One in four Americans has a disability, yet many products and experiences are not designed with this community in mind. Across the beauty and personal care industry, there is currently no deodorant product specifically designed for people with upper limb disabilities. Twisting a deodorant cap, turning a stick, or pushing down on a spray can with limited arm mobility is a real challenge.
A revolutionary deodorant prototype from Degree and Wunderman Thompson makes the application process more accessible for people with visual impairment and upper limb motor disabilities. Driven by a mission to make the deodorant application process more accessible, Degree partnered with a team of design experts from Wunderman Thompson, occupational therapists, engineers, consultants, and people living with disabilities across the globe to create a prototype for Degree Inclusive.
Inclusive by design, the product contains the following revolutionary features:
- Easier to open and close with a hooked design for one-handed usage and magnetic closures that make it easier to take the cap off and put it back on for users with limited grip and/or vision impairment.
- Easier to handle and apply with enhanced grip placement for easier application for users with limited grip or no arms.
- Easier to identify with braille label instructions for users with vision impairment.
- A larger roll-on applicator to reach more surface area per swipe and refillable component.
In partnership with The Chicago Lighthouse, Open Style Lab, and Muscular Dystrophy Association, Degree has invited 200 people with disabilities in the US to trial the prototype design and share their feedback with Degree on its concept, product features, and messaging, to help improve the innovation for its future commercial launch.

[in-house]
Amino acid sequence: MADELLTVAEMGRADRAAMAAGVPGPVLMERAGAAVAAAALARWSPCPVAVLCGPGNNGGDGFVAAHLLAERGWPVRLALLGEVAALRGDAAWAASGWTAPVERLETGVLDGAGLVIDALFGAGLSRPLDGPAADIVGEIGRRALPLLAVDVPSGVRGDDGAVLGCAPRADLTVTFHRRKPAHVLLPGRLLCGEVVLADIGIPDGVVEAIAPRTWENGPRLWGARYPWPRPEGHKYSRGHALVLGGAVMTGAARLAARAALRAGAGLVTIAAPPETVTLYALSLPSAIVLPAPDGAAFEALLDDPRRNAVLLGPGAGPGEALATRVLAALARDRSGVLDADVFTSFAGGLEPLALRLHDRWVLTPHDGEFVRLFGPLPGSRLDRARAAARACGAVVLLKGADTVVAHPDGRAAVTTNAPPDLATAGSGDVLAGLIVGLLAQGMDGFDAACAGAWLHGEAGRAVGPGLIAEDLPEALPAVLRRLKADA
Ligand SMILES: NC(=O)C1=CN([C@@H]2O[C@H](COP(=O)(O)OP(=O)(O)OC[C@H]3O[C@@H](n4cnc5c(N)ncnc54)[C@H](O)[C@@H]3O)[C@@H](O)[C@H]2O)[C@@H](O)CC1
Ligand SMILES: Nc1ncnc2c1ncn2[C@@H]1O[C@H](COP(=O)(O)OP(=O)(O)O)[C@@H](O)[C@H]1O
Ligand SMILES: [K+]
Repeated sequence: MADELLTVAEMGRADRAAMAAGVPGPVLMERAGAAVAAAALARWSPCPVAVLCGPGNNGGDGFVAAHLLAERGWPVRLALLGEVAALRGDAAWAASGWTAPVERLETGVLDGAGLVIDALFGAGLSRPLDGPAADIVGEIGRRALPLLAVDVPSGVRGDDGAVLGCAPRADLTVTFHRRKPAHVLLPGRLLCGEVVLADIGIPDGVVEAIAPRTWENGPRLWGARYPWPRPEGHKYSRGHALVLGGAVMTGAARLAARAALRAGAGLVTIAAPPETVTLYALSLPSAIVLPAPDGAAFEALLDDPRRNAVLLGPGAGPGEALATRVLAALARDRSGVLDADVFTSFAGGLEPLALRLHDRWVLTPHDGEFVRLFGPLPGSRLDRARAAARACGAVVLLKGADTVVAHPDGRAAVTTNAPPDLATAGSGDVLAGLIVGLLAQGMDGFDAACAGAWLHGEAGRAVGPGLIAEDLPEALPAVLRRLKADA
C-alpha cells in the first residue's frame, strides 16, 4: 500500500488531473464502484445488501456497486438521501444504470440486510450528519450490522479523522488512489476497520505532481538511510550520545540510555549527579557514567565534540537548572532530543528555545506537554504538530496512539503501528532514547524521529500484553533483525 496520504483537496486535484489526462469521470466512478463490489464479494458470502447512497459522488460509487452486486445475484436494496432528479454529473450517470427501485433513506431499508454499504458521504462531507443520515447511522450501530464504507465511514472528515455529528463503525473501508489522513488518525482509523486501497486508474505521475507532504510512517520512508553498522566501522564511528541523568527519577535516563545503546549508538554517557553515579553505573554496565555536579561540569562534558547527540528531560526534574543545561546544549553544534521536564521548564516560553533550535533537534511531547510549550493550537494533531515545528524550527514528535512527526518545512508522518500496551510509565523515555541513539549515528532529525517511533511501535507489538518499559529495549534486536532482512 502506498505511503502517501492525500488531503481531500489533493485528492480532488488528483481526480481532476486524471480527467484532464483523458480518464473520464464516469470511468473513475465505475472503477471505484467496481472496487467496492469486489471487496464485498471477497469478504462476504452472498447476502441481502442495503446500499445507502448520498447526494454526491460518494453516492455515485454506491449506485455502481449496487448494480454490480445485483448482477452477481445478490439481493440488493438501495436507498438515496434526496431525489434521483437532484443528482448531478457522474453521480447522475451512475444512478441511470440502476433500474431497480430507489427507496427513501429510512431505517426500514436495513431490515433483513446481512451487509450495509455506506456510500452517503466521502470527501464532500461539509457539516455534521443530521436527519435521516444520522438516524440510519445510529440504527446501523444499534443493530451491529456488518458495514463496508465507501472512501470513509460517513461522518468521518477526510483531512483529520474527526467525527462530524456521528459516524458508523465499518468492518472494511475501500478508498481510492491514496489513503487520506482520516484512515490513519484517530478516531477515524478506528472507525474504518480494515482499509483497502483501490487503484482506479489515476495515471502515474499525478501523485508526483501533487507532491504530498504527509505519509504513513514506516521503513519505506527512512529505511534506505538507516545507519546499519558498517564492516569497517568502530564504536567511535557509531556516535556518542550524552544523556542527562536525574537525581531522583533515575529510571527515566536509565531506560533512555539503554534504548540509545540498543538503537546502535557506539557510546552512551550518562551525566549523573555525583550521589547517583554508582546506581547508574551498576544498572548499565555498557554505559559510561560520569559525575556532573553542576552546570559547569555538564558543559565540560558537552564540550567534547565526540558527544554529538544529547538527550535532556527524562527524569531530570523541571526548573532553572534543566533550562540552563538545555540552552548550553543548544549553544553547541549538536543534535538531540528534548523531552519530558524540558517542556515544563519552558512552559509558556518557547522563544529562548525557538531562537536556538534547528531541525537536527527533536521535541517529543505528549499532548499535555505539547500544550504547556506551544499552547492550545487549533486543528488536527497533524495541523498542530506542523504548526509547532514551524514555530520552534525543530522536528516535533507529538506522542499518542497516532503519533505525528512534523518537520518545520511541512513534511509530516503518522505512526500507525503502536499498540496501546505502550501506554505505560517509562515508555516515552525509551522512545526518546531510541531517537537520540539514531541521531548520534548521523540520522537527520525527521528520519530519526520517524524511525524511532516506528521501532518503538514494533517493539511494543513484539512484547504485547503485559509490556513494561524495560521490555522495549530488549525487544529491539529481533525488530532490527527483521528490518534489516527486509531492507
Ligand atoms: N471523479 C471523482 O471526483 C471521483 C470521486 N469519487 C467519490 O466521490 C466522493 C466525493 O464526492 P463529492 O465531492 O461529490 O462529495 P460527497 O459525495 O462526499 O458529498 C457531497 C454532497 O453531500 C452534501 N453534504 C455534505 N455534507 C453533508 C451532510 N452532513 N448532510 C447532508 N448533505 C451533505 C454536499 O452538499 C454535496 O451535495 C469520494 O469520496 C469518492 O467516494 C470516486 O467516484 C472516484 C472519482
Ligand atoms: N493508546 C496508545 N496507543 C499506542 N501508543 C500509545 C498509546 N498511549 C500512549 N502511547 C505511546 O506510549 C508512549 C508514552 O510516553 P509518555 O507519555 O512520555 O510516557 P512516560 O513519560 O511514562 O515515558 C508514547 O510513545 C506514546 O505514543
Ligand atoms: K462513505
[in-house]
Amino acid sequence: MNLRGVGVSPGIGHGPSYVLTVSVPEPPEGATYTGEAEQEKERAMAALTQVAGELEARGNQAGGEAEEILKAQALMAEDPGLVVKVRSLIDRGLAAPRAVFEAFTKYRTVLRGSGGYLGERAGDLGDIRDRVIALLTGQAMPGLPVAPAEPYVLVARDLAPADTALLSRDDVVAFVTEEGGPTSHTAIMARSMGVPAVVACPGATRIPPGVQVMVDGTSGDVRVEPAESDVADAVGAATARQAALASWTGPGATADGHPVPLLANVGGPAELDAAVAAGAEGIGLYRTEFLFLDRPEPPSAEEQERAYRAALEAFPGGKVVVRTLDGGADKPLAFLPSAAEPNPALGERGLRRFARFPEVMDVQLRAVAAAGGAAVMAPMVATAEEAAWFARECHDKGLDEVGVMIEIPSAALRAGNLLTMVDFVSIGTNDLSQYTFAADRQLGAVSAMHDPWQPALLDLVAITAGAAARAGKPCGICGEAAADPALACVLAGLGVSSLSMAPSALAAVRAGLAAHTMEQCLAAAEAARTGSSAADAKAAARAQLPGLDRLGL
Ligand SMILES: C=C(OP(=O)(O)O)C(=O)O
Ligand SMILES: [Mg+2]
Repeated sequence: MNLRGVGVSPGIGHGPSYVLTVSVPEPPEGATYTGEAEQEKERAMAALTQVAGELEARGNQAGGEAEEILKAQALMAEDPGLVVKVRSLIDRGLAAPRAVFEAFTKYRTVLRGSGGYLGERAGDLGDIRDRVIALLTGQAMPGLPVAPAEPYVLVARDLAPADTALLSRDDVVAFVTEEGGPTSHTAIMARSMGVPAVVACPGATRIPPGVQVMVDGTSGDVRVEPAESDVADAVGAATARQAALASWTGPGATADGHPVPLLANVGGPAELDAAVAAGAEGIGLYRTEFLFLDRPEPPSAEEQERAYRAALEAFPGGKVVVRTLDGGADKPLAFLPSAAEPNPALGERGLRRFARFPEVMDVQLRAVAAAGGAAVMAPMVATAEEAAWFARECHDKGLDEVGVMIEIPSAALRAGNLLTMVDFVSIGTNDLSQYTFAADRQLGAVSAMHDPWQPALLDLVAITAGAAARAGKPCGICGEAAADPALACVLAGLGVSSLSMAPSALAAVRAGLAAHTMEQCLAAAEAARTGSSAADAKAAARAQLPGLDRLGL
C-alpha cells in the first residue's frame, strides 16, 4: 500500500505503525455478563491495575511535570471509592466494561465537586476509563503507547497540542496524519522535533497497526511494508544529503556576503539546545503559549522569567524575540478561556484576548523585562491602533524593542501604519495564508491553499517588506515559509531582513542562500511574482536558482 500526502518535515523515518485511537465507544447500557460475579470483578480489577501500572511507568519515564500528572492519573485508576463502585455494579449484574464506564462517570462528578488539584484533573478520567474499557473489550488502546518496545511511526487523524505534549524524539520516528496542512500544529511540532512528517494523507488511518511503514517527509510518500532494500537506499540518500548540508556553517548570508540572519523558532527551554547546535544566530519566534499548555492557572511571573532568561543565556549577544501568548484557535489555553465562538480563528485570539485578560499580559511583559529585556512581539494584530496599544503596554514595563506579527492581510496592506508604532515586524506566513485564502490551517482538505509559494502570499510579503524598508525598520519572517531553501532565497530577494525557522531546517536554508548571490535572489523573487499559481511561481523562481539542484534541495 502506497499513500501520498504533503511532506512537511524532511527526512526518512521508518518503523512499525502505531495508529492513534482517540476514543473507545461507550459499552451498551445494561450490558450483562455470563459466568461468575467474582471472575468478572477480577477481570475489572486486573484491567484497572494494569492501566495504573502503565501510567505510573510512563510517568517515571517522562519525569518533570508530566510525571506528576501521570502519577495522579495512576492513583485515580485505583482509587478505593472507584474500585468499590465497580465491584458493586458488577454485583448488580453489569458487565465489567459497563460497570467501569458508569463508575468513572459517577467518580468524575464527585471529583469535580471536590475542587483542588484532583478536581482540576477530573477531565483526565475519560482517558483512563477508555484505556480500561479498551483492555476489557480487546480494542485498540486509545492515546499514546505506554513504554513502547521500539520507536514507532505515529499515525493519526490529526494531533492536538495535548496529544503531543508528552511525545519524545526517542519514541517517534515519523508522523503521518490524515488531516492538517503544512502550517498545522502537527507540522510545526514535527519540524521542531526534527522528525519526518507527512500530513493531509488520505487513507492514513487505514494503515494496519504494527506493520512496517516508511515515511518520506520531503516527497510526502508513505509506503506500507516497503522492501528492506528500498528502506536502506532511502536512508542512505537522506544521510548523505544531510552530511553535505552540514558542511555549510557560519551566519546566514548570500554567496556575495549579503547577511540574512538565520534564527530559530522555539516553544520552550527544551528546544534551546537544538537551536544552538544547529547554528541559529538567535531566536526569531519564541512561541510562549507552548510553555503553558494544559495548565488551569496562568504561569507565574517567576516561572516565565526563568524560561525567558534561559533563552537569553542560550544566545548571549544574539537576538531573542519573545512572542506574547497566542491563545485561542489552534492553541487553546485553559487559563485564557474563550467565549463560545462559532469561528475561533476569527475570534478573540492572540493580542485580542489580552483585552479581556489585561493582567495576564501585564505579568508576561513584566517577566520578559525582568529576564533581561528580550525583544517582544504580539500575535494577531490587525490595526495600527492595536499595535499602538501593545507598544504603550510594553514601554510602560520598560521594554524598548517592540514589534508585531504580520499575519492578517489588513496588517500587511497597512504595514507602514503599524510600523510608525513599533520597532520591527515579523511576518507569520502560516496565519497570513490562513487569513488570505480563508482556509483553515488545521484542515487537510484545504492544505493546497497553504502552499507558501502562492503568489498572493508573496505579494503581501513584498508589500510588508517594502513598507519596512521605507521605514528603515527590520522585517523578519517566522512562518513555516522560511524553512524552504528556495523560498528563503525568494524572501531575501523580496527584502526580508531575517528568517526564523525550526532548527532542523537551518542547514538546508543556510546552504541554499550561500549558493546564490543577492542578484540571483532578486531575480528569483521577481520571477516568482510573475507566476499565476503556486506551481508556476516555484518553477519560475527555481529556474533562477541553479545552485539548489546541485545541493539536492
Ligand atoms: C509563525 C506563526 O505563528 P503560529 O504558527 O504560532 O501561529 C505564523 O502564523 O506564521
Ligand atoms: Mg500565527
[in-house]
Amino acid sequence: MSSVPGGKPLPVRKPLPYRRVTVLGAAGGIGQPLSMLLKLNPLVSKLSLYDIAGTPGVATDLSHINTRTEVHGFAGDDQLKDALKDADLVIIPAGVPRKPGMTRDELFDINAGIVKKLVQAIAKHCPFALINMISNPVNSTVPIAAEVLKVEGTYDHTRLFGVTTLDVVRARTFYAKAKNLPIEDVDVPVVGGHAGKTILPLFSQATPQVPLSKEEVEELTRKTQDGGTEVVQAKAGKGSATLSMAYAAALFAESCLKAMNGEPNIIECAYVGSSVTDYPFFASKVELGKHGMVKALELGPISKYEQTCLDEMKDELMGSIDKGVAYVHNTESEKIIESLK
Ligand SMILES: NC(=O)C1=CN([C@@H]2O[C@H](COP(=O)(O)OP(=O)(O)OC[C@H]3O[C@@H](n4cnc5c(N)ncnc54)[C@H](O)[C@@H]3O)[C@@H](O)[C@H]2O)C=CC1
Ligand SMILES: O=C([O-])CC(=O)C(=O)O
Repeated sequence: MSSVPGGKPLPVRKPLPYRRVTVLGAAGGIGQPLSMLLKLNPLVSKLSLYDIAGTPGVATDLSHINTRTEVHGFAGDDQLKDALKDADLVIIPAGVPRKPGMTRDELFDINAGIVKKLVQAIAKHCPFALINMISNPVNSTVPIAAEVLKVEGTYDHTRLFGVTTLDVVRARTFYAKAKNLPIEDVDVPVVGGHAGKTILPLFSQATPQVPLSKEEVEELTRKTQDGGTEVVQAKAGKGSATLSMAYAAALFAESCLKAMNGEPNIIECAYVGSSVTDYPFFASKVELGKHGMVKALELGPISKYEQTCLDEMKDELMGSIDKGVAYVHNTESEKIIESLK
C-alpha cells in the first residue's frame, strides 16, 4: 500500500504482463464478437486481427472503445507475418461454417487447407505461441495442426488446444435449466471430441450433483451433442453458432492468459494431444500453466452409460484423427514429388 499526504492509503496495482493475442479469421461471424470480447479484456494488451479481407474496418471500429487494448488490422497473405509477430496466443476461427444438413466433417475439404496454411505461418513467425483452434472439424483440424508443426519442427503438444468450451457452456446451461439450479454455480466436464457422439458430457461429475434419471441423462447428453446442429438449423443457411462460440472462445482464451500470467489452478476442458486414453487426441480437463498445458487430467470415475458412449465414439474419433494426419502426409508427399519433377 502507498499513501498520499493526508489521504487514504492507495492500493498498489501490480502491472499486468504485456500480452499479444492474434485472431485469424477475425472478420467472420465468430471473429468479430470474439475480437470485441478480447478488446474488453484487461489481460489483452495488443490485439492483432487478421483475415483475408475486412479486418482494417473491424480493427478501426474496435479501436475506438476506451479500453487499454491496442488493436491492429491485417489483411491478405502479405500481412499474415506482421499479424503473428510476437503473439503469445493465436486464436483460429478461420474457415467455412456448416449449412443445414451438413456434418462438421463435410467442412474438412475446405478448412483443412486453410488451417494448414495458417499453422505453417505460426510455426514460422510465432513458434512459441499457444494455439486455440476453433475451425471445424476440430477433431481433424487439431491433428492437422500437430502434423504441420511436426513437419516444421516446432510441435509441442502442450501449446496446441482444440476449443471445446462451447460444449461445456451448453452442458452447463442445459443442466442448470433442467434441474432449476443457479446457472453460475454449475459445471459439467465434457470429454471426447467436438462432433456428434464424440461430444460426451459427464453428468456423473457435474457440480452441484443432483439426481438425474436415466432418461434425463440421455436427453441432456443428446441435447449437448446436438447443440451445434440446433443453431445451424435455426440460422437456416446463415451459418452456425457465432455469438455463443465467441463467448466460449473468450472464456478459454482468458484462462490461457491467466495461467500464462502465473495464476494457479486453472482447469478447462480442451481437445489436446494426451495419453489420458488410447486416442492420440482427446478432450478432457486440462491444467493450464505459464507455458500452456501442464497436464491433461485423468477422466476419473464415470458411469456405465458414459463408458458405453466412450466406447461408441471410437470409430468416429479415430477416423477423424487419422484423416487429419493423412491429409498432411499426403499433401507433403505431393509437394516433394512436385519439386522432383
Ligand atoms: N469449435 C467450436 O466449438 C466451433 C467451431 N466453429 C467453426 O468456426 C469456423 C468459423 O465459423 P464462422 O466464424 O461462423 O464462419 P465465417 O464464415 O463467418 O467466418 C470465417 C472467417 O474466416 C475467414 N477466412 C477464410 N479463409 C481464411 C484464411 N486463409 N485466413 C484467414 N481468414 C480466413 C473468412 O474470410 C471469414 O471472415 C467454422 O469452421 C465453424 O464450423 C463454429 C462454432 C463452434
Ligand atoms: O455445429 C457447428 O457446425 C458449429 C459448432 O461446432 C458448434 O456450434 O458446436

“As a brand that’s committed to inspiring confidence in everyone to move more, Degree believes no one should be held back from experiencing the transformative benefits of movement,” said Kathryn Swallow, Global Degree Brand Vice President. “More than 60 million people in the US live with a disability, yet products and experiences are still not designed with this community in mind. With Degree Inclusive we hope to inspire bold action across the industry to ensure that people with disabilities have an equal playing field.”
By introducing a deodorant serving the needs of those with visual impairment and upper limb disabilities, Degree continues to advance its ongoing commitment to provide inclusive products for everyone.
“Breaking stereotypes unleashes creativity and drives growth. Degree Inclusive challenges what a deodorant product should be. It’s a breakthrough accessible design that genuinely serves the needs of people with visual impairment and upper limb motor disabilities,” said Aline Santos Farhat, EVP of Global Marketing and Chief Diversity and Inclusion Officer at Unilever.
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